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How do I read a monthly departure graph ?

These graphs are a bit like the weather report that tells you whether each month was above or below "average."

The top half of the graph shows whether each month was warmer or cooler than the 30-year average (see definition of 30-year average above). If a bar goes above zero, the month was warmer than average. If it goes below zero, it was cooler than average. In the example above, you can see that February 2013 had Average Daily Maximum Temperatures (Tmax - see definition above) about 1 degree below average and Average Daily Minimum Temperature (Tmin -- see definition above) about 4 degrees above average. In others, February had daytime high temperatures that were unusually warm and night-time lows that were slightly below average.

The bottom half of the graph shows how the precipitation during each month compared to average. If a bar extends above the 100% mark (dashed line), then the month was wetter than average. If a bar falls below the dashed line, it was drier than average.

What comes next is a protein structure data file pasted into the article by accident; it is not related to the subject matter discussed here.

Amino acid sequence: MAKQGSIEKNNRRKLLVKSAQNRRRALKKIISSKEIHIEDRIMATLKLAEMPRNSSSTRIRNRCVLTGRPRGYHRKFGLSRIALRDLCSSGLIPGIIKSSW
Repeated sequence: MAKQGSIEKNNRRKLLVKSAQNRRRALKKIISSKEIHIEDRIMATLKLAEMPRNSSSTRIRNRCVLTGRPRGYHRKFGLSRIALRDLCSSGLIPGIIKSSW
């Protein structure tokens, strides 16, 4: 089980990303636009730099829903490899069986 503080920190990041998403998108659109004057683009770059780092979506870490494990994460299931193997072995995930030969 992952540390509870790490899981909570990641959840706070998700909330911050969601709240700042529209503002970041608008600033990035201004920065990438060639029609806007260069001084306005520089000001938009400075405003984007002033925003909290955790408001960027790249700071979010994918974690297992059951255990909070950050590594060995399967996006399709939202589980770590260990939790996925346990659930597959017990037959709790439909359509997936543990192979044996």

Importantly, this graph will not tell you how warm it was or how much precipitation actually fell. It only tells you how much the temperature and precipitation were above or below the average.

How do I read a daily departure graph ?

These graphs show daily data for the current year. The red and blue shaded areas (left y-axis) show how much the high temperature for each day differed from the 1981 - 2010 average for that day. For example, the high temperature for January 1 of this year is compared to the average of all the January 1 high temperatures during 1981 - 2010. A value of zero on this scale means that the daily temperature for a particular day was equal to the 30-year average for that day. Positive values mean that the day was warmer than the 30 year average (red). Negative values (blue) mean that the day was cooler than 30-year average for that day. The black bars (right y-axis) show the precipitation in inches during each day.